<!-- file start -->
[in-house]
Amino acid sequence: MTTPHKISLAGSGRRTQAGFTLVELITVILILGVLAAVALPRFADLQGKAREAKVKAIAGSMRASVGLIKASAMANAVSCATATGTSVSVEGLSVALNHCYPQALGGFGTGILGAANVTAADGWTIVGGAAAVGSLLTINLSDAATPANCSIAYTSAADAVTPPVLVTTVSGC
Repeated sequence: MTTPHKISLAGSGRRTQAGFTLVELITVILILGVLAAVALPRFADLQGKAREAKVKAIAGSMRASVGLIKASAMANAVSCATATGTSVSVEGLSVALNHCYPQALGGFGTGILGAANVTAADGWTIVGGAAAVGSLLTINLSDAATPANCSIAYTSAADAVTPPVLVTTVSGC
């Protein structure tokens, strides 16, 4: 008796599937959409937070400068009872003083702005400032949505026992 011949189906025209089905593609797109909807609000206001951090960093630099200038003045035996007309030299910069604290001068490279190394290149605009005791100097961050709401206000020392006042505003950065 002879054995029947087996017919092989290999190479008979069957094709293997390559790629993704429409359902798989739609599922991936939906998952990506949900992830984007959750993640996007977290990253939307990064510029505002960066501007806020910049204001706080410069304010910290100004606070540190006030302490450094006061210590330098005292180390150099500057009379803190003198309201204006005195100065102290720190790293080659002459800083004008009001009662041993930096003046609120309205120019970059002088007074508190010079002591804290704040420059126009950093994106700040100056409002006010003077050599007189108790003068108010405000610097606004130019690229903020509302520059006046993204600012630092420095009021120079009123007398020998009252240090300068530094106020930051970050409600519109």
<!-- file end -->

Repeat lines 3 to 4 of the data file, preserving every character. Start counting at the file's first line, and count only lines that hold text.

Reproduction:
Repeated sequence: MTTPHKISLAGSGRRTQAGFTLVELITVILILGVLAAVALPRFADLQGKAREAKVKAIAGSMRASVGLIKASAMANAVSCATATGTSVSVEGLSVALNHCYPQALGGFGTGILGAANVTAADGWTIVGGAAAVGSLLTINLSDAATPANCSIAYTSAADAVTPPVLVTTVSGC
């Protein structure tokens, strides 16, 4: 008796599937959409937070400068009872003083702005400032949505026992 011949189906025209089905593609797109909807609000206001951090960093630099200038003045035996007309030299910069604290001068490279190394290149605009005791100097961050709401206000020392006042505003950065 002879054995029947087996017919092989290999190479008979069957094709293997390559790629993704429409359902798989739609599922991936939906998952990506949900992830984007959750993640996007977290990253939307990064510029505002960066501007806020910049204001706080410069304010910290100004606070540190006030302490450094006061210590330098005292180390150099500057009379803190003198309201204006005195100065102290720190790293080659002459800083004008009001009662041993930096003046609120309205120019970059002088007074508190010079002591804290704040420059126009950093994106700040100056409002006010003077050599007189108790003068108010405000610097606004130019690229903020509302520059006046993204600012630092420095009021120079009123007398020998009252240090300068530094106020930051970050409600519109």